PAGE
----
Theological Themes in James
Those who are hearers and doers exhibit a wholeness and integrity of faith and action that is shown in solidarity with the poor and needy and in the building up of community. Such community is established and shaped through patterns of the Christian life illustrated in, for example, the control of speech for the common good (3:1-12), the avoidance of conflicts and disputes through humble refusal to judge one another (4:1-12), and the sustaining power of intercessory prayer (5:12-20).
Faith and works
The key theme of the “law of liberty” as “love of the neighbor” is further developed in the dialogue about “faith and works” in 2:14-26. The unity of hearing and doing has its counterpart in the assertion that a faith that is not active in works of Mercy is a term used to describe leniency or compassion. God’s mercy is frequently referred to or invoked in both the Old and New Testaments. More on behalf of the community is dead.
James is intensely theological, in that “God” is the second word in the letter in the original Greek, and God is at the center of its language and perspective (almost twenty-five references in the 108 verses). The one living God, unchanging in purpose, answers generously the prayer for Wisdom encompasses the qualities of experience, knowledge, and good judgment. The Old Testament book of Proverbs, which sometimes invokes a Woman as the personification of Wisdom, is a collection of aphorisms and moral teachings. Along with other biblical passages, it teaches, “The fear of the… More (1:5), is the giver of every perfect gift (1:17), and is the author of the implanted word of truth that holds the saving power to make people hearers and doers (1:21-25; 2:8). God causes the Spirit to dwell in us and gives Grace is the unmerited gift of God’s love and acceptance. In Martin Luther’s favorite expression from the Apostle Paul, we are saved by grace through faith, which means that God showers grace upon us even though we do not deserve it. More that the wisdom from above show fruits in righteousness, mercy, and peace (3:17; 4:5-6).
Hearing and doing
In a number of places James seems to rely on traditions of Jesus’ teaching, although without explicit reference. One of those key themes is in the exhortation to be not only hearers of the word but also doers (1:22-25). Those who are hearers only and not doers are like those who look at themselves in a mirror and then forget who they are as people constituted and empowered by God’s implanted word (1:21).
Wisdom as the gift of God is described as an implanted word of truth that gives birth to God’s people as the “first fruits of creation.” Such creatures are not only “hearers of the word” but “doers,” whose actions of mercy and justice are blessed as they fulfill the call of God to love the neighbor as the self.
The law of liberty
In several places, again apparently relying on Jesus’ teaching tradition, James speaks in terms of the law as “perfect law,” a “law of liberty,” or the “royal law” of Scripture (1:25, 2:8, 12). Similar to Jesus’ teaching in the Gospels, this law is specifically identified with the summary command to “love your neighbor as yourself” (2:8). Such a law supports the letter’s exhortation to a unity of hearing and doing that is demonstrated in the “pure religion” of caring for the poor and needy (1:27; 2:12-13).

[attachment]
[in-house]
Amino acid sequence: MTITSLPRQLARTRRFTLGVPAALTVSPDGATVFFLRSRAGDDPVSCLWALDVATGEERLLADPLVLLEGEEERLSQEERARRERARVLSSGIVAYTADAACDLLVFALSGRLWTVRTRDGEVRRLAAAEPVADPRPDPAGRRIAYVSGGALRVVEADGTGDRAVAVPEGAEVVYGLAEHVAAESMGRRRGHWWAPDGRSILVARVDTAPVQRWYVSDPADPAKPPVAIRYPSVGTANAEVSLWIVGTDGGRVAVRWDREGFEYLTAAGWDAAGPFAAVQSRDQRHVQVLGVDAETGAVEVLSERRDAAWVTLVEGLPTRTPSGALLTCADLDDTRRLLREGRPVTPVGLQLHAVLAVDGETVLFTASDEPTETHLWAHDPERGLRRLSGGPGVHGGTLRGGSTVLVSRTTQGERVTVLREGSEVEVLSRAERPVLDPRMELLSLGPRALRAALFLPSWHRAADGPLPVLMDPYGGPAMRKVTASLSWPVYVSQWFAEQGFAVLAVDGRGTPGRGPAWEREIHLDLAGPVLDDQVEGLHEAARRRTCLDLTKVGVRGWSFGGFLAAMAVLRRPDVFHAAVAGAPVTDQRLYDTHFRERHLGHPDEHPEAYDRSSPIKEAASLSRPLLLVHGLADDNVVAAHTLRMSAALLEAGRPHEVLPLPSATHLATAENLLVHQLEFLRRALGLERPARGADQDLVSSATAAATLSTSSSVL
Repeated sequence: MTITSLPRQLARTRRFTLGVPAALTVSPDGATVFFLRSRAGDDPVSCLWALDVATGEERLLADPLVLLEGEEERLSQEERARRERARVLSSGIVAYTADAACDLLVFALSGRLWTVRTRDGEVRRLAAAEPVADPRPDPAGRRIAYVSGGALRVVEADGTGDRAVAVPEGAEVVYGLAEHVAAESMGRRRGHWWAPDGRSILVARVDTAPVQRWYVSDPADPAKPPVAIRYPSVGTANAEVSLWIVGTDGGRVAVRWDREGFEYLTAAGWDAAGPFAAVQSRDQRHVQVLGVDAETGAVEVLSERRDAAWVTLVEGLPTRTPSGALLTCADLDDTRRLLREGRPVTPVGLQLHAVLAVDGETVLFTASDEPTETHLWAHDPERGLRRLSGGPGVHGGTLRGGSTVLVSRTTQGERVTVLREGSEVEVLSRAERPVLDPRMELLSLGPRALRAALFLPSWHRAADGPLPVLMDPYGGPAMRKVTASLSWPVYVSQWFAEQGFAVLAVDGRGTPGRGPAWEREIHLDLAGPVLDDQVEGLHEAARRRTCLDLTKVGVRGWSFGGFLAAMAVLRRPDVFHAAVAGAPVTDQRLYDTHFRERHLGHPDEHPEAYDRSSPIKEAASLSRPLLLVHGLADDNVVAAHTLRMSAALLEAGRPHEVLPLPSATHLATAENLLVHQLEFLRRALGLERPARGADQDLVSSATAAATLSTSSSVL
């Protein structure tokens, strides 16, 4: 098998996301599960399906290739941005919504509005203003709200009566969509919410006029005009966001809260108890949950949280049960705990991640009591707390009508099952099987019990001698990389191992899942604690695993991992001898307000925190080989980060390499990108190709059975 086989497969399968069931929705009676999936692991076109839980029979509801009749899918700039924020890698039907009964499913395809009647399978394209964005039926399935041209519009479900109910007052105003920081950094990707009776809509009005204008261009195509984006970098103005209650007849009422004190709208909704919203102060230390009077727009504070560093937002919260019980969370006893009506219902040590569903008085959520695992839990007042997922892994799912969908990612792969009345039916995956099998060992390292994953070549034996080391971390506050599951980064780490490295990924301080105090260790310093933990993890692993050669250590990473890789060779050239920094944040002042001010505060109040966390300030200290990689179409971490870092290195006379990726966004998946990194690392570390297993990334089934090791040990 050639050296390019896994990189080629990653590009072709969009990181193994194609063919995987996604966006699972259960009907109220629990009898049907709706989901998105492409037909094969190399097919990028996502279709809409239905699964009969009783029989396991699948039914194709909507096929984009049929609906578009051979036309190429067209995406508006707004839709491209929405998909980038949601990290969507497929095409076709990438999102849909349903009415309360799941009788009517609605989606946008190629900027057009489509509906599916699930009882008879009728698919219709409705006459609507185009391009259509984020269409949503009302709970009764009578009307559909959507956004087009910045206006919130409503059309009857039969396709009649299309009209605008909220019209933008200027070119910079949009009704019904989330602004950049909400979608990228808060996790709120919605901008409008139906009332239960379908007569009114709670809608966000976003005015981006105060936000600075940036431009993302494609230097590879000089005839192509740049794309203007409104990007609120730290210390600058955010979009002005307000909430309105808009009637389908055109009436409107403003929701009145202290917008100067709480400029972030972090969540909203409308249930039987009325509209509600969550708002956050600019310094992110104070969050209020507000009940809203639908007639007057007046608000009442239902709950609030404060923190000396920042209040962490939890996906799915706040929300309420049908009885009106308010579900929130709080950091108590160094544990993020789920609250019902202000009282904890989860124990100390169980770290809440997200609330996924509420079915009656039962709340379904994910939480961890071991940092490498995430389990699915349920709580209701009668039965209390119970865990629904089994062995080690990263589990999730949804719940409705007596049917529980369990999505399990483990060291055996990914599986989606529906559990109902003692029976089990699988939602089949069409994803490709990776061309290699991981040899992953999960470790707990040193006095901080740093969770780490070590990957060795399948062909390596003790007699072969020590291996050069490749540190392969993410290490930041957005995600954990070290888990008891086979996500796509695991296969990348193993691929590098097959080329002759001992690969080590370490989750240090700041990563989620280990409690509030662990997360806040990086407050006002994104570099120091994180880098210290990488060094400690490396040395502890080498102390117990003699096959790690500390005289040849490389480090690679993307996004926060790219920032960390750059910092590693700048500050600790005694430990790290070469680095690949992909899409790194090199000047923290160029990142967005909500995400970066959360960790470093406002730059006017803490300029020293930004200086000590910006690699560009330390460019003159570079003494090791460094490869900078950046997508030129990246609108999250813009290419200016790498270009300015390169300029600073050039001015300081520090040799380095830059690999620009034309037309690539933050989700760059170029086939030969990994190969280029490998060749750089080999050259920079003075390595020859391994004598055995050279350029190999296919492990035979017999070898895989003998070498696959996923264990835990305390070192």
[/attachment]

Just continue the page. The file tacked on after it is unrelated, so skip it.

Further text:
Power of prayer
Confidence in the power of prayer literally frames the letter. James begins with the assurance that those who lack the key component of the Christian life, wisdom, need only ask for it from a God who gives generously to those who ask in expectant faith (1:5-6). In the concluding exhortation, readers are again called to the exercise of prayer for endurance in suffering, for the power of healing for the sick, and for mutual confession and forgiveness that is the key mark of this Christian community (5:13-20).
A person is blessed who asks and receives wisdom from God in an unwavering faith. Purity of heart is to will one thing (4:8). Such persons endure in the midst of trials (1:5-15) and demonstrate by a good life that their “works are done with gentleness born of wisdom” (3:13).
Solidarity with the poor
If the community addressed by James is called to be doers who act, a key character of this action is to be in solidarity with the poor and oppressed. In a number of places (1:27; 2:1-8, 15-16; 5:1-6) the writer exhorts Christians to mindfulness of God’s special concern for those who are continuously at risk of mistreatment by the rich and powerful. Love of the neighbor is specifically contrasted with a partiality shown to the rich at the expense of the poor (2:6-8).
Wisdom and Creation, in biblical terms, is the universe as we know or perceive it. Genesis says that in the beginning God created the heavens and the earth. In the book of Revelation (which speaks of end times) the author declares that God created all things and… More
Clearly, the greatest gift of God is wisdom, and so James opens with the promise that God gives wisdom generously to all who ask confidently in faith (1:5-6). Such wisdom “from above” (3:17) leads to life, constituted in the implanted word of God that has power to shape persistent hearers and doers whose works are done in a “gentleness born of wisdom” (3:13). It is contrasted to a false wisdom that is “earthly, unspiritual, and devilish” (3:15) and leads to death.